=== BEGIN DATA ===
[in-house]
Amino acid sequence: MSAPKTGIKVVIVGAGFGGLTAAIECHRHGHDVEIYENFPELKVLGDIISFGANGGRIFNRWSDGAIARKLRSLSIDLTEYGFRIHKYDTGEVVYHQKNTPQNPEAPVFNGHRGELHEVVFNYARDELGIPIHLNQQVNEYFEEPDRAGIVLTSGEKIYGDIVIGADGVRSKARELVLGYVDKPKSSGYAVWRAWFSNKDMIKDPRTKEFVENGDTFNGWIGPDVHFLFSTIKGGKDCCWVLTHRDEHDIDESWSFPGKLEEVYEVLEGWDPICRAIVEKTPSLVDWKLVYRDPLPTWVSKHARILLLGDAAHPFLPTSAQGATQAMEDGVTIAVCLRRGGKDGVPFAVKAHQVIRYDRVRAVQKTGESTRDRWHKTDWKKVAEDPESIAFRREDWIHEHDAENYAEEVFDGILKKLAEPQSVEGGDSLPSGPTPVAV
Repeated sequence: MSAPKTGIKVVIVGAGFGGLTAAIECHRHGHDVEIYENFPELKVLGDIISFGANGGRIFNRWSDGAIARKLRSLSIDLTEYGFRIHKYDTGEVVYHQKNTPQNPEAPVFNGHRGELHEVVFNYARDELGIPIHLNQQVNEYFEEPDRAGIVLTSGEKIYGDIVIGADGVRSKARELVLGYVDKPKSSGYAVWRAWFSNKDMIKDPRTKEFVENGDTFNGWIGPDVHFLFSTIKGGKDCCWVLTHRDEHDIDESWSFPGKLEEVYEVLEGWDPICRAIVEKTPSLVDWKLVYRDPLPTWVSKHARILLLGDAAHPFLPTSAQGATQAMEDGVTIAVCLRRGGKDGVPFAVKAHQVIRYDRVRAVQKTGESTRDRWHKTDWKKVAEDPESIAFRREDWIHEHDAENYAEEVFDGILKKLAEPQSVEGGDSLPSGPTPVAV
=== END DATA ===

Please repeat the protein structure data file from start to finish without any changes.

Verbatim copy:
[in-house]
Amino acid sequence: MSAPKTGIKVVIVGAGFGGLTAAIECHRHGHDVEIYENFPELKVLGDIISFGANGGRIFNRWSDGAIARKLRSLSIDLTEYGFRIHKYDTGEVVYHQKNTPQNPEAPVFNGHRGELHEVVFNYARDELGIPIHLNQQVNEYFEEPDRAGIVLTSGEKIYGDIVIGADGVRSKARELVLGYVDKPKSSGYAVWRAWFSNKDMIKDPRTKEFVENGDTFNGWIGPDVHFLFSTIKGGKDCCWVLTHRDEHDIDESWSFPGKLEEVYEVLEGWDPICRAIVEKTPSLVDWKLVYRDPLPTWVSKHARILLLGDAAHPFLPTSAQGATQAMEDGVTIAVCLRRGGKDGVPFAVKAHQVIRYDRVRAVQKTGESTRDRWHKTDWKKVAEDPESIAFRREDWIHEHDAENYAEEVFDGILKKLAEPQSVEGGDSLPSGPTPVAV
Repeated sequence: MSAPKTGIKVVIVGAGFGGLTAAIECHRHGHDVEIYENFPELKVLGDIISFGANGGRIFNRWSDGAIARKLRSLSIDLTEYGFRIHKYDTGEVVYHQKNTPQNPEAPVFNGHRGELHEVVFNYARDELGIPIHLNQQVNEYFEEPDRAGIVLTSGEKIYGDIVIGADGVRSKARELVLGYVDKPKSSGYAVWRAWFSNKDMIKDPRTKEFVENGDTFNGWIGPDVHFLFSTIKGGKDCCWVLTHRDEHDIDESWSFPGKLEEVYEVLEGWDPICRAIVEKTPSLVDWKLVYRDPLPTWVSKHARILLLGDAAHPFLPTSAQGATQAMEDGVTIAVCLRRGGKDGVPFAVKAHQVIRYDRVRAVQKTGESTRDRWHKTDWKKVAEDPESIAFRREDWIHEHDAENYAEEVFDGILKKLAEPQSVEGGDSLPSGPTPVAV